If you have ever used kicad, you’ve had a moment where there isn’t a ready-made symbol for your IC. It’s quick to make one with that web tool but what what if the chip is over 100 pins?
I used to use a very dirty hack with bash and xdotool, but the amount of hackery here was a bit too big, so I decided to make a better solution. Lots of thanks fly out to the guys, who made xil2kc, a tool that creates eeschema symbols out of .pkg files that ISE can create. Unfortunately for me they picke python, my least favourite programming language. Anyway, the code was there, so I made a different util based on their library. I thought all the things over and came with a format that can be easily used.
So, how can we create a full-blown eeschema symbol in seconds? Instructions follow.
1. Open up your favourite pdf viewer with the datasheet (I use okular)
2. Copy the pin names in one or more sections of a text file
3. Define sorting rules and the number of subparts
4. run my utility, e.g.
./list2kc.py --pkg-file=./at91rm9200.pins --output-file=./at91rm9200.lib
5. Grab your eeschema library.
Let’s see how it actually works. For the test, Let’s pick something simple, like uln2003a
After 2 acts of copypasting, we get 2 groups of pins. One for pins 1 to 8 and second for pins 16 down to 9., since
I copypasted that from the top view.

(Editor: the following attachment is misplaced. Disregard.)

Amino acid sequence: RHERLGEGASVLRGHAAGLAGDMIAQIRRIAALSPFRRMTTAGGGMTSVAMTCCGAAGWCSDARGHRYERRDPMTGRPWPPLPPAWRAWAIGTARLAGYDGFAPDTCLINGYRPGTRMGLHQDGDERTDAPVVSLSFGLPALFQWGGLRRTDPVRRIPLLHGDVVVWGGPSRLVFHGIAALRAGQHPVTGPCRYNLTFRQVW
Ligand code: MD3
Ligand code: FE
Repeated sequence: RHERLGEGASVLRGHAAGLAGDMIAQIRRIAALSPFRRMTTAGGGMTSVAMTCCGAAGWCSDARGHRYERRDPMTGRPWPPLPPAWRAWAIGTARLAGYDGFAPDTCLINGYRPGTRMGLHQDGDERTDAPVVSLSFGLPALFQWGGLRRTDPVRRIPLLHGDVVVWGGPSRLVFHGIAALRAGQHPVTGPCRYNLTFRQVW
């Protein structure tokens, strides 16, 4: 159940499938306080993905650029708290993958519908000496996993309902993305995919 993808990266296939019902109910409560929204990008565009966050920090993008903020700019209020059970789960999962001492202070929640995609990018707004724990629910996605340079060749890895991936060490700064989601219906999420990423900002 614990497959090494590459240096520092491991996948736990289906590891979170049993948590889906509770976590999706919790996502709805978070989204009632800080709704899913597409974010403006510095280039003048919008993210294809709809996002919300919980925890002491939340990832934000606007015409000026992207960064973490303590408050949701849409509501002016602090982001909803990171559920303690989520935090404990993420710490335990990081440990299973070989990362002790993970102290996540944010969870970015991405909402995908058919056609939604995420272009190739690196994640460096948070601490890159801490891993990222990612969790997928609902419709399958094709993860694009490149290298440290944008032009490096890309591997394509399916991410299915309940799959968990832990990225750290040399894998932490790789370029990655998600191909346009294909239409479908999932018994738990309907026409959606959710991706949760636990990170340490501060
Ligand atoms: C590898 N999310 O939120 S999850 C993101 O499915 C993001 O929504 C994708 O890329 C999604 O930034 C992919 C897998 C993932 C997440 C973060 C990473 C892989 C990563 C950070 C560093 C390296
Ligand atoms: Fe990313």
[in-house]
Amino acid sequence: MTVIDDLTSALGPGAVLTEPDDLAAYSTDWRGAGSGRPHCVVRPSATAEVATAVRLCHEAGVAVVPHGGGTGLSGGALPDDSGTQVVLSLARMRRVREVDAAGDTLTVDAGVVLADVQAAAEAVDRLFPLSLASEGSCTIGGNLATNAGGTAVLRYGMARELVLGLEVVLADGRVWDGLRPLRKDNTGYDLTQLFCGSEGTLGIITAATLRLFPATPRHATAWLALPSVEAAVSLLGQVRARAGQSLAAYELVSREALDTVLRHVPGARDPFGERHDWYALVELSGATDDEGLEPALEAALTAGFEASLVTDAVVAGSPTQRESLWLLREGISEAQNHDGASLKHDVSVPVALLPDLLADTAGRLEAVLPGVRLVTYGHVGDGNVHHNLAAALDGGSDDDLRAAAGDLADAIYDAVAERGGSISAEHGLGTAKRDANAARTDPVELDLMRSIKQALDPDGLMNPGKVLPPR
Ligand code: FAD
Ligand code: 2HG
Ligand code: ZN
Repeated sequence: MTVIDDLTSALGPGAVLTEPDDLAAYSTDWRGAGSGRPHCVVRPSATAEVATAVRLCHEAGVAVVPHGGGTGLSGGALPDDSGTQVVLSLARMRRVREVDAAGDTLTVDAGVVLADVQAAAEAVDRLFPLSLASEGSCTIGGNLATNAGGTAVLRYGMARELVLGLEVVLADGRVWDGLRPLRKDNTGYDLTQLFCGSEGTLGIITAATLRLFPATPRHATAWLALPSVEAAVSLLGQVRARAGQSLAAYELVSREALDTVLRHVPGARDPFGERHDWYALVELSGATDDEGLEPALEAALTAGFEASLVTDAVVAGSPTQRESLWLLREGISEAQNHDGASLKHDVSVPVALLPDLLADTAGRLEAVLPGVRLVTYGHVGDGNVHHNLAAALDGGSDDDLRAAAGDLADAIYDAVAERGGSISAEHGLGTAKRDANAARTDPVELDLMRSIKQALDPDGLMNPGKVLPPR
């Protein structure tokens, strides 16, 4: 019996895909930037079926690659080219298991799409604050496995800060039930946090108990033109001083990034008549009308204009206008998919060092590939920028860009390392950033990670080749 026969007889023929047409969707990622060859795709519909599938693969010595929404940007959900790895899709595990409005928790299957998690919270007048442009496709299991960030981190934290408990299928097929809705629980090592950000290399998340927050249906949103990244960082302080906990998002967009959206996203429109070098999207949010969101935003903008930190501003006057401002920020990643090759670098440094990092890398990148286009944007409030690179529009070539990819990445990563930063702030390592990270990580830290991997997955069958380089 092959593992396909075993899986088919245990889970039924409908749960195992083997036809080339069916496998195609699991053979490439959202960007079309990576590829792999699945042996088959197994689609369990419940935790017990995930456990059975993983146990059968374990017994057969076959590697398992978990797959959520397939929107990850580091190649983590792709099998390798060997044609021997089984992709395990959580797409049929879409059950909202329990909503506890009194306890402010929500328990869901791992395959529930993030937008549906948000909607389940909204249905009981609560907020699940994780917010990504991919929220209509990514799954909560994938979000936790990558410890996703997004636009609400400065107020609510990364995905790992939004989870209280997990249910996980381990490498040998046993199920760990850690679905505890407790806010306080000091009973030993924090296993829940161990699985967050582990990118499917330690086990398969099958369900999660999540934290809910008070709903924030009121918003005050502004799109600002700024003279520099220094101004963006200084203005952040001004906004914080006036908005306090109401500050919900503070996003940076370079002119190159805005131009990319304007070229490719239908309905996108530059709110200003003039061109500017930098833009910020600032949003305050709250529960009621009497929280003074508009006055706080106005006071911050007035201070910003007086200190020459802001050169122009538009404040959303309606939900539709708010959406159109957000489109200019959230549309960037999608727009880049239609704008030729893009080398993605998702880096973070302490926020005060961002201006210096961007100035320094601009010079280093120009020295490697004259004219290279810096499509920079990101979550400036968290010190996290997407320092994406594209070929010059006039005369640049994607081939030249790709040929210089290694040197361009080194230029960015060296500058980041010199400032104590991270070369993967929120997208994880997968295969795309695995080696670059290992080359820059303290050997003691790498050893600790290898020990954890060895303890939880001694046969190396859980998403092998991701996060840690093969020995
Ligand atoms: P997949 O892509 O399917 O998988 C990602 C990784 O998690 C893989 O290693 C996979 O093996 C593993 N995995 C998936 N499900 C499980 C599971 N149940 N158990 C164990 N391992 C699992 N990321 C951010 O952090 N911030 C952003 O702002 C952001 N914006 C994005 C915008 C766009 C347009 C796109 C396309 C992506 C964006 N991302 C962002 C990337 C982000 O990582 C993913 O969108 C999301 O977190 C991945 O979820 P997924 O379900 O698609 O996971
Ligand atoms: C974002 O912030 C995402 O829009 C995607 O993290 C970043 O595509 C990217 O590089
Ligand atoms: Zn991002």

The square brackets define the ranges, as you see below.
~subparts 1 :\dB:left:0 :\dC:right:0 :E:bot:0 :COM:top:0 [1:8] 1B 2B 3B 4B 5B 6B 7B E [16:9] 1C 2C 3C 4C 5C 6C 7C COM
Next, is the header, that I’d like to point out.
The first line always defines the number of subparts.
Like ~subparts 1 tells us, that the symbol will only have 1 subpart.
Then, got the sorting rules.
Each string, before the section with pin names that starts with ‘:’ descibes a rule.
The utility iterates over this list and when a match is found, we have the location for the pin.
While mostly useless for something already in the eeschema library – it really saves some time,
when there’s something like over 200 pins to sort out.
The syntax of rules is as follows:
That just tells that we want to put pins, starting with a number,followed by ‘C’ to the right side of the subpart 0
(Yes, numbering here starts with 0, I’m more comfortable with that).
For more regexp VooDoo, see python docs for regular expressions
Well, that’s it. sources are at github here.
Beware, I’m not a fan of python, and rarely write anything in it. So the code might look strange.